2. the T-cells and B-cells are self activating and don't need the original antigen
  3. the macrophages present more neuonal tissue and the T-cells confuse this with strep and activate

All of these theories seem to have merit. The first is the paper by Kaplan around intracellular strep and how strep can act more like a virus (invading a cell and then bursting forth to reinfect). The second is from a paper by Voss http://www.jimmunol.org/cgi/reprint/180/3/1362 indicating that T-cells can stay activated if they find cooperative B-cells. This is basically a failure of the B-regulatory/T-regulatory mechanism. The third seems supported by Kirvan's papers about the cross-reactivity with neuronal tissue.

 

The good news is that (with PANDAS) we don't seem to see demyelination, so it looks like there is antibody interference with neuronal tissue but not destruction of neuronal tissue. If it is #3, then it is limited to a few macrophages. It takes very little antigen to produce a lot of antibodies so any of the above would explain the scenario

 

This is a long way of saying that I think the Nature paper is significant and perhaps the explanation as to why IVIG, prednisone, and PEX break the cycle by reducing the inflammatory cytokines and letting the BBB close.

 

Buster

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I'm glad Voss doesn't start with "K"! :)

 

When a T-cell slips through, it connects with one of these "brain-side" macrophages/phagocytes and gets activated. Once activated it releases more inflammatory cytokines recruiting still more T-cells to the spot. This causes more inflammation and essentially a breach in the BBB through which other cells/antibodies can cross.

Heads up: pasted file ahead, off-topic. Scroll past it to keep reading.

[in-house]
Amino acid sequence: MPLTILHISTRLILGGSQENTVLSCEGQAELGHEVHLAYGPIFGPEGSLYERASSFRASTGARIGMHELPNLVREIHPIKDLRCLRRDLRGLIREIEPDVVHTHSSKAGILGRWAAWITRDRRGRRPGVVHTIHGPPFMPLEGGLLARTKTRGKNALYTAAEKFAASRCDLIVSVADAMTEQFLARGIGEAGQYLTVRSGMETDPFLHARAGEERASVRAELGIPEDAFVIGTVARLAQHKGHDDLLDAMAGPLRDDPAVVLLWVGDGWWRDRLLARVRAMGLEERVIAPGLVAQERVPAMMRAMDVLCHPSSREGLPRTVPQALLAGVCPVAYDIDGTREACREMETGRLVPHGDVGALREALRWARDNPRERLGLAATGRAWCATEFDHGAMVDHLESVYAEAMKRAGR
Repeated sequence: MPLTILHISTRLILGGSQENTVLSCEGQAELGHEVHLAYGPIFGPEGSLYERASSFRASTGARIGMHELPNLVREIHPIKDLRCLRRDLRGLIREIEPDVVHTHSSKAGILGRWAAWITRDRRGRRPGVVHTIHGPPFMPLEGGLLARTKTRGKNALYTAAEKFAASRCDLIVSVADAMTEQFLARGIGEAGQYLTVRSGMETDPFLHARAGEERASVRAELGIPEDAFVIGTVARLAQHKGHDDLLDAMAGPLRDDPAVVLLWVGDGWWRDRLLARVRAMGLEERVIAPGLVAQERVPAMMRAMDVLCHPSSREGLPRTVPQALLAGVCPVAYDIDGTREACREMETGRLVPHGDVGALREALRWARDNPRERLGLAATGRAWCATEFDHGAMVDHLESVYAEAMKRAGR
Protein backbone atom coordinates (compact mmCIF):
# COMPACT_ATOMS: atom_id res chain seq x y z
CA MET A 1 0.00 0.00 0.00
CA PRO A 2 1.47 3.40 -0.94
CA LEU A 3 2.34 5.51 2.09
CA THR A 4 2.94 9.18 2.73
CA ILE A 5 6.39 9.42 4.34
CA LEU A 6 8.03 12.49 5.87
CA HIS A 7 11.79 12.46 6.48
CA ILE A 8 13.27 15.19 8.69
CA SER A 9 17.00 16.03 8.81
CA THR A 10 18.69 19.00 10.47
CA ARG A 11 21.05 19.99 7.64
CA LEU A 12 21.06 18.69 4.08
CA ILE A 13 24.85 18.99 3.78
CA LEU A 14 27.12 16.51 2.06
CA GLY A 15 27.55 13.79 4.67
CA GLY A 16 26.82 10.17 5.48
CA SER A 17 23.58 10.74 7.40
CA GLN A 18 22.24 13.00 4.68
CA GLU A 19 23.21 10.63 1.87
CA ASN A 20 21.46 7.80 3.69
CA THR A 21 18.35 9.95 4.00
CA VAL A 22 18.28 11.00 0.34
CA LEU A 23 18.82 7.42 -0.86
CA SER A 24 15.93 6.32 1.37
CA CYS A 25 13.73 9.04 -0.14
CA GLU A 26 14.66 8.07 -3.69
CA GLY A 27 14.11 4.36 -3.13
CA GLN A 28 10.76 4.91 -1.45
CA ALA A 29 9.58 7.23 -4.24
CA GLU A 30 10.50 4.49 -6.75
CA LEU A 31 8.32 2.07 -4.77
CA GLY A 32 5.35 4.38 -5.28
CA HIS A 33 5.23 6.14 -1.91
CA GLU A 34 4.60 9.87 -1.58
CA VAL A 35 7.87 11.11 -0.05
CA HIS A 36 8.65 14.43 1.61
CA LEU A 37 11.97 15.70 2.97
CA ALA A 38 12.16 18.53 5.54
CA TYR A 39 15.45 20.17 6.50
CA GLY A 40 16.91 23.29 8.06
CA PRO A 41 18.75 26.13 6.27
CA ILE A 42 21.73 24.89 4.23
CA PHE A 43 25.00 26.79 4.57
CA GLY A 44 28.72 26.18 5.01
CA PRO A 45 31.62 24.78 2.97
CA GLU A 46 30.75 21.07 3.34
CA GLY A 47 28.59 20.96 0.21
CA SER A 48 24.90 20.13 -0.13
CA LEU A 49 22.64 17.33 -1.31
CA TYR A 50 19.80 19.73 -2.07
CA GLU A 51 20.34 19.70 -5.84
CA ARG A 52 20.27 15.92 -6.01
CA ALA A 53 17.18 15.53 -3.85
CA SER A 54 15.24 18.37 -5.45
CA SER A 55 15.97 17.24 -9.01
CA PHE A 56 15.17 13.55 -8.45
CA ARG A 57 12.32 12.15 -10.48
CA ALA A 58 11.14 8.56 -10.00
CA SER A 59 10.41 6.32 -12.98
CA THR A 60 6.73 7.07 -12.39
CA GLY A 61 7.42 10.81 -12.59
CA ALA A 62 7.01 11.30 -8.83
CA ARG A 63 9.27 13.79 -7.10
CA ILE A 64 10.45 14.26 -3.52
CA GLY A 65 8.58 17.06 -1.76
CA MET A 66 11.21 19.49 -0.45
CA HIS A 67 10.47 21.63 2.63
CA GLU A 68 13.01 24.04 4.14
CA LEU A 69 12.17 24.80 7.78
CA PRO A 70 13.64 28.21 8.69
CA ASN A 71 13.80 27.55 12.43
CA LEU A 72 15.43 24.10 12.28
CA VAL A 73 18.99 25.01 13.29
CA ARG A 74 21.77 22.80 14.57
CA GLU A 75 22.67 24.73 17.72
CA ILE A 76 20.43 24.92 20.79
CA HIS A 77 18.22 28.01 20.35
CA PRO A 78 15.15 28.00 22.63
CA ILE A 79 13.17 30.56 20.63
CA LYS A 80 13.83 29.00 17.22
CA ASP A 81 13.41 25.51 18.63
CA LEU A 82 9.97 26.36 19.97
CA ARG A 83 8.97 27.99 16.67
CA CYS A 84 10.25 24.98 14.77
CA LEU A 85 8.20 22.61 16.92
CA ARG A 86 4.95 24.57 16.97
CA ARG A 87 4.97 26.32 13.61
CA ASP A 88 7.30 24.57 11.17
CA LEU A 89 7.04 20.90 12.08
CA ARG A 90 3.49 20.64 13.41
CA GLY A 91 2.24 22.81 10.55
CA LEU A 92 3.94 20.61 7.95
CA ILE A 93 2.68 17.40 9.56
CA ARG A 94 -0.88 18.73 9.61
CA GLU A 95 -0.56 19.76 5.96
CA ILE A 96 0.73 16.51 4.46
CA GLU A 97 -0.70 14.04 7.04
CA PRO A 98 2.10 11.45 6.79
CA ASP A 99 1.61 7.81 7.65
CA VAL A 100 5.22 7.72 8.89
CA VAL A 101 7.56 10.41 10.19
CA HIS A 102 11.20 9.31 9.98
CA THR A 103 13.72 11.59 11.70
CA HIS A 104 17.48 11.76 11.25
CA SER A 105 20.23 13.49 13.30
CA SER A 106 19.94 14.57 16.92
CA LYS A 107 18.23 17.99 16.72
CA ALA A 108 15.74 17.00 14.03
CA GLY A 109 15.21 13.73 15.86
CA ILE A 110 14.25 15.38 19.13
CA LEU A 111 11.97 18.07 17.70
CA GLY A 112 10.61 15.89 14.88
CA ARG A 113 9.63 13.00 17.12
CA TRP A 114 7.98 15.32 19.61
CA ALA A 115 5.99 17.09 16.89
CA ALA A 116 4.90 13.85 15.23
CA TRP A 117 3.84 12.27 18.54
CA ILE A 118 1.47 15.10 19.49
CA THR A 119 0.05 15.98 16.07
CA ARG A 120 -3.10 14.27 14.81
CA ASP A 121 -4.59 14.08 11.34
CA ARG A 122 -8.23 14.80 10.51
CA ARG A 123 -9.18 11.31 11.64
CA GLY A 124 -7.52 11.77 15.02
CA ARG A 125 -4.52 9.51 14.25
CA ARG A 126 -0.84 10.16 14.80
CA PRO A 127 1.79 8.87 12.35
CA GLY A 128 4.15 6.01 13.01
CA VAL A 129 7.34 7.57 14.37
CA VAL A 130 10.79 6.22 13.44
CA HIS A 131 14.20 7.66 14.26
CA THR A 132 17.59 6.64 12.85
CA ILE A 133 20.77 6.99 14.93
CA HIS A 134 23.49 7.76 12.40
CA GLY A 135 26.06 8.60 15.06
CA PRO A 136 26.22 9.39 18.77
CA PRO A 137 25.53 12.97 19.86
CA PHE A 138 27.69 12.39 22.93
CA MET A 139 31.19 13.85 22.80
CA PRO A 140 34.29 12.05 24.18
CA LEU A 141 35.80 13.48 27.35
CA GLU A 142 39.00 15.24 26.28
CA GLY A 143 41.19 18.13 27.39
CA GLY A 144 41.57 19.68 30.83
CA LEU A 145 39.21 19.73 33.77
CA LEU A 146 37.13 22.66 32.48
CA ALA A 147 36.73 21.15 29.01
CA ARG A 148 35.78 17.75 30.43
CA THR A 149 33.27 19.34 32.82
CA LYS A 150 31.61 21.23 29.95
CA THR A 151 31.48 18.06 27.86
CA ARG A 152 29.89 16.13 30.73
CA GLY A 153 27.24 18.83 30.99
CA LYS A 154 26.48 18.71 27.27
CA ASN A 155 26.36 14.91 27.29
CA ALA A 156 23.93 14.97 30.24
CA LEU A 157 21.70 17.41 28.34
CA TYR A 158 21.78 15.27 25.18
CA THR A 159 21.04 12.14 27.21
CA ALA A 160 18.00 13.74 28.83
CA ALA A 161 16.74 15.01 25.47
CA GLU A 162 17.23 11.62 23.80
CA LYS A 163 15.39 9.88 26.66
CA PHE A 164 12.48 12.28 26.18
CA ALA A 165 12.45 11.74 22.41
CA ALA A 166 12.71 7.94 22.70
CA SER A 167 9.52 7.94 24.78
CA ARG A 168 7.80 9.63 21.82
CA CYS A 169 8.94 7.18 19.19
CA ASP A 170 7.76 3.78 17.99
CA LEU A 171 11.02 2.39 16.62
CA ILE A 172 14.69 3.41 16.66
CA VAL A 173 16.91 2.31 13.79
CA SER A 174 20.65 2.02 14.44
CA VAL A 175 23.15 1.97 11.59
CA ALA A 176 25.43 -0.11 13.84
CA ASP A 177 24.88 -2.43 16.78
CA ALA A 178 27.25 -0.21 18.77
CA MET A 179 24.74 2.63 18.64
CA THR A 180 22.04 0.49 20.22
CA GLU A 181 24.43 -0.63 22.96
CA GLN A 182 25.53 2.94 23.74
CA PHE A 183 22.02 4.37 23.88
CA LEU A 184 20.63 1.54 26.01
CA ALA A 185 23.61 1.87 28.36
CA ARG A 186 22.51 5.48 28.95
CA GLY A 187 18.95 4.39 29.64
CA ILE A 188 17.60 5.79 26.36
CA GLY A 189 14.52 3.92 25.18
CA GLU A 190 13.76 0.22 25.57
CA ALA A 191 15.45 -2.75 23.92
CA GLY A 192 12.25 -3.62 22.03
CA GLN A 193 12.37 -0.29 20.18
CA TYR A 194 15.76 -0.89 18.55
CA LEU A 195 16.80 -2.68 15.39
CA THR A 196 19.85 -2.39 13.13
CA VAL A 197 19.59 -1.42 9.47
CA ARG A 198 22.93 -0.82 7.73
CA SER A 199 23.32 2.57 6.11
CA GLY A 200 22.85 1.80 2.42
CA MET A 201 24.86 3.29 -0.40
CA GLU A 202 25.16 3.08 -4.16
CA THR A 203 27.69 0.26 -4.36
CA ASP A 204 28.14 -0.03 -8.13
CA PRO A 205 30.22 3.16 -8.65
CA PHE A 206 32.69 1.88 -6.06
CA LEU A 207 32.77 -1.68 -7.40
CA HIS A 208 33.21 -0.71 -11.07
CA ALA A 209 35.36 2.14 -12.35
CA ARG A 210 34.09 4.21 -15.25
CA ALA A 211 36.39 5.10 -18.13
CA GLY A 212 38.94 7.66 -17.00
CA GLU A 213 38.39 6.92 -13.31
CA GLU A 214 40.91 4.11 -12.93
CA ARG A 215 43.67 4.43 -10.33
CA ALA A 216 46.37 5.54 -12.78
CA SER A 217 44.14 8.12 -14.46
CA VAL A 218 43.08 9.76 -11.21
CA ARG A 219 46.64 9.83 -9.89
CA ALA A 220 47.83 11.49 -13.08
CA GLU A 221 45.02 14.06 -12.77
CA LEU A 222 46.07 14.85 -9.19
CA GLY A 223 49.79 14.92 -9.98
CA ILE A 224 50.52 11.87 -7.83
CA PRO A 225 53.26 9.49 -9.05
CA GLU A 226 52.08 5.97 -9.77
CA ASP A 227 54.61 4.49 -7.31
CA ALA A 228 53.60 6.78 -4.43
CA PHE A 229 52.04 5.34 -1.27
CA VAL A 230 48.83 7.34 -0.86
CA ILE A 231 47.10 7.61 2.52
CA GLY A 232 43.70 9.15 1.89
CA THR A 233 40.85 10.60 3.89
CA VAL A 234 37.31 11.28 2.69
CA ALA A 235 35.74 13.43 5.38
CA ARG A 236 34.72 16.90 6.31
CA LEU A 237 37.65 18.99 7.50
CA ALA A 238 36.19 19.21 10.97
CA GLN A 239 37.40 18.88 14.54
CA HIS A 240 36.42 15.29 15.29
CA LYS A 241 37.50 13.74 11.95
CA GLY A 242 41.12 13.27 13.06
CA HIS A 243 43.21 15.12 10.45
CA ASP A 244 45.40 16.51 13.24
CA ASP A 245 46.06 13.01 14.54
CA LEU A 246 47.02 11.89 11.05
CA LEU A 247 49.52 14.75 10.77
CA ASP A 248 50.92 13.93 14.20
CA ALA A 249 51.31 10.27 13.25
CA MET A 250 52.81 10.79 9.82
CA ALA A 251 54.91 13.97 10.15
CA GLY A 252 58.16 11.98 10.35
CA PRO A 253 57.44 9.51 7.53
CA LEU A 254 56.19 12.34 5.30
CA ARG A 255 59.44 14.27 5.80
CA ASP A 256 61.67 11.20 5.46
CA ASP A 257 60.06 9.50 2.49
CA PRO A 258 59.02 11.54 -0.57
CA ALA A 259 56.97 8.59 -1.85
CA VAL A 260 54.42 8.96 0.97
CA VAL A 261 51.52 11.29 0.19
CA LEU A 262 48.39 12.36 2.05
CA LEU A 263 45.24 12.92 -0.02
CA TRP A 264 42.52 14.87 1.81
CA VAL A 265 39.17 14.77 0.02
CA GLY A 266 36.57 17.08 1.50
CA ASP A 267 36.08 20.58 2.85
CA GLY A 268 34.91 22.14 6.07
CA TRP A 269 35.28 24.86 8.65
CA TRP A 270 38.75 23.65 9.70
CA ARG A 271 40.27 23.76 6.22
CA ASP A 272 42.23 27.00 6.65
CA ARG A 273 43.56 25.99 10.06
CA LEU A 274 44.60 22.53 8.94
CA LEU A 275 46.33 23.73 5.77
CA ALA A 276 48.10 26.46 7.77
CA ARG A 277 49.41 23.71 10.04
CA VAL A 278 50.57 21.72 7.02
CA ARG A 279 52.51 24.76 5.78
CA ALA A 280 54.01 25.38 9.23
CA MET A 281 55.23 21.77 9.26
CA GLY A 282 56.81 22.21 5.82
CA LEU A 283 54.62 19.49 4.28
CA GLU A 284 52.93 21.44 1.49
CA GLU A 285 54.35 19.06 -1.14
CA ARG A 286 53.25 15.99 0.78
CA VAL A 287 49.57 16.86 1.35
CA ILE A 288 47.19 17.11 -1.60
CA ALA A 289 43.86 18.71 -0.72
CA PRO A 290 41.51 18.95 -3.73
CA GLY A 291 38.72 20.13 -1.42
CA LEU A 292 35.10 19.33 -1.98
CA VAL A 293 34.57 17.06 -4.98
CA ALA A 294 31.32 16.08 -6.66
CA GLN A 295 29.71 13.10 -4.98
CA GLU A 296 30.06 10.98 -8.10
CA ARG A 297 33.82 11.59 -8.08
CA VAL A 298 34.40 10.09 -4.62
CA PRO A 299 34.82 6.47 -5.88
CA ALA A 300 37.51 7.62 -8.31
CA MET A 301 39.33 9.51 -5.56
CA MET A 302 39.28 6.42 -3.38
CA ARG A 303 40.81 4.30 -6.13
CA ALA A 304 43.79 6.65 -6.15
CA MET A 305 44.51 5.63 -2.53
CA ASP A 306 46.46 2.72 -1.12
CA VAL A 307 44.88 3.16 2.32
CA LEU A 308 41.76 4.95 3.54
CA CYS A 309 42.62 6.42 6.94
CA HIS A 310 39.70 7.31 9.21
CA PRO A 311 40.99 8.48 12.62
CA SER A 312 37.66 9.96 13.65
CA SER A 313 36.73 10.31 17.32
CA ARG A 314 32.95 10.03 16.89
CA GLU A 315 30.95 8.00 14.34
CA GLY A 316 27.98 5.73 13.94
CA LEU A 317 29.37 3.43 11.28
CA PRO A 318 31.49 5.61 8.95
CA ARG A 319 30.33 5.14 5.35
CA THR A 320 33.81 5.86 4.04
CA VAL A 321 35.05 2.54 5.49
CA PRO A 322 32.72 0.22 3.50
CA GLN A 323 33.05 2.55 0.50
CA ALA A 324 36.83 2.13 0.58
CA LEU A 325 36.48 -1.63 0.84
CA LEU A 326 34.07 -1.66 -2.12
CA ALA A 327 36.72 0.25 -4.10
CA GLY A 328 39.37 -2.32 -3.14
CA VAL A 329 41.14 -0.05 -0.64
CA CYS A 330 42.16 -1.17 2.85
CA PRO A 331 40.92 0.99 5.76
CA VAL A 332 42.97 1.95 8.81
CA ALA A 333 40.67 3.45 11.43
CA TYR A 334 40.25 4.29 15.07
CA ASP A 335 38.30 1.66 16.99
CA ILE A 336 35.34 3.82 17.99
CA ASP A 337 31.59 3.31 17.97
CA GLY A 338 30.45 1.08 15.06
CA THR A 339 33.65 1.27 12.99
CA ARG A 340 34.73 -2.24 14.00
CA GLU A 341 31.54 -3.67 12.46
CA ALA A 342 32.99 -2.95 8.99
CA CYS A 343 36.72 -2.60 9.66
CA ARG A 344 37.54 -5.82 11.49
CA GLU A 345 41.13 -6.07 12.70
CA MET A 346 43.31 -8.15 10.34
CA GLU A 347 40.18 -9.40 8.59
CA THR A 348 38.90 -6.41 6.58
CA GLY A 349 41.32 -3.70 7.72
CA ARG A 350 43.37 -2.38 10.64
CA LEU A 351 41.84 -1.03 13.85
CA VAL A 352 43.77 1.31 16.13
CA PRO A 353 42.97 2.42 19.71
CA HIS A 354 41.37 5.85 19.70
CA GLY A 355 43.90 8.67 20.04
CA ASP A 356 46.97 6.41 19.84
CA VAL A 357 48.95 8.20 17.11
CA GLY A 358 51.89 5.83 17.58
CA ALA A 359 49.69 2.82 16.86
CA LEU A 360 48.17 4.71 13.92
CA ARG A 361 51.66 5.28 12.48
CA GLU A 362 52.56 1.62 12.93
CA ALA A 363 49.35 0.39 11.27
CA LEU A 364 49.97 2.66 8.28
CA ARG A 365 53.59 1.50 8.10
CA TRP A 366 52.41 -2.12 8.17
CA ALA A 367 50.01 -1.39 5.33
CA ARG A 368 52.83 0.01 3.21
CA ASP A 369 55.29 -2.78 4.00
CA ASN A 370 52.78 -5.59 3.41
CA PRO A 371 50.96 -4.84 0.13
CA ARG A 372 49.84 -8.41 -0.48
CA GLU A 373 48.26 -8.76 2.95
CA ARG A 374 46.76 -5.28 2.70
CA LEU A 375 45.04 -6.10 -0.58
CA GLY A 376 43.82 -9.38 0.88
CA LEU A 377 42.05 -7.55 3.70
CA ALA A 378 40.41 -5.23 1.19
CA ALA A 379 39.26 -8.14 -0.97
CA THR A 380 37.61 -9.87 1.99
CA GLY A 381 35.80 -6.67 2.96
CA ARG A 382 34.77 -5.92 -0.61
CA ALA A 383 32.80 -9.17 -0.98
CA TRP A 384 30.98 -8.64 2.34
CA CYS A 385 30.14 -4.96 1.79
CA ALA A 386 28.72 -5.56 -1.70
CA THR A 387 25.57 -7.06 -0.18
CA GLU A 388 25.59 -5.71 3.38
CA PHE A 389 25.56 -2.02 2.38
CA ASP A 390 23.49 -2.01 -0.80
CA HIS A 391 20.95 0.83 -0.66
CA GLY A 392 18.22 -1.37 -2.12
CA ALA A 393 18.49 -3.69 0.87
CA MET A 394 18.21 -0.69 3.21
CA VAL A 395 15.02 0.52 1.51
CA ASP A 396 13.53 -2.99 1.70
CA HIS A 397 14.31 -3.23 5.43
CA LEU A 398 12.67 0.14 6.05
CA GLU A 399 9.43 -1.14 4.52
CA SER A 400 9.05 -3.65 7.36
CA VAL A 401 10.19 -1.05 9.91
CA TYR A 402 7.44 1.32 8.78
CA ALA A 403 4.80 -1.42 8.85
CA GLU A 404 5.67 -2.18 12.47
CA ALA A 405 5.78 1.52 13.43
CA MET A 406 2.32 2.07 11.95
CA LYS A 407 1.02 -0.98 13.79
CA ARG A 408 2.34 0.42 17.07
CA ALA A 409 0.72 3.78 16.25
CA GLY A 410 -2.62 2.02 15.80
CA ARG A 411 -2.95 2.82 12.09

Anybody know what happened w/ Swedo's study testing autistic CSF for cytokines, and treating with minocycline?

 

This is basically a failure of the B-regulatory/T-regulatory mechanism. The third seems supported by Kirvan's papers about the cross-reactivity with neuronal tissue.

Is there a lab test to show weakness/failure/malfunction of the T/B reg system?

 

Also, it seems (though dangerous and much more invasive) the Cunningham test would be more reliable if the sample was CSF instead of blood serum. She did use CSF initially, no?

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Anybody know what happened w/ Swedo's study testing autistic CSF for cytokines, and treating with minocycline?

as far as I know that trial is still ongoing http://clinicaltrials.gov/ct2/show/NCT00409747

 

Also, it seems (though dangerous and much more invasive) the Cunningham test would be more reliable if the sample was CSF instead of blood serum. She did use CSF initially, no?

Yes, the early tests isolated the antibodies in the CSF for those patients who were in significant exacerbations. She also showed that such antibodies were absent during remission. It is not known whether the antibodies are a cause or a byproduct. They are correlated but not shown to be causal at this point.

 

Buster

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Buster, you're kinda like Santa Claus. Thanks as always, for all that you and EA mom share.

 

I see some of the info regarding NAC. Another thought that can't help but come to mind is that macrophages can eat metals.

 

I liked the Tom and Jerry analogy :)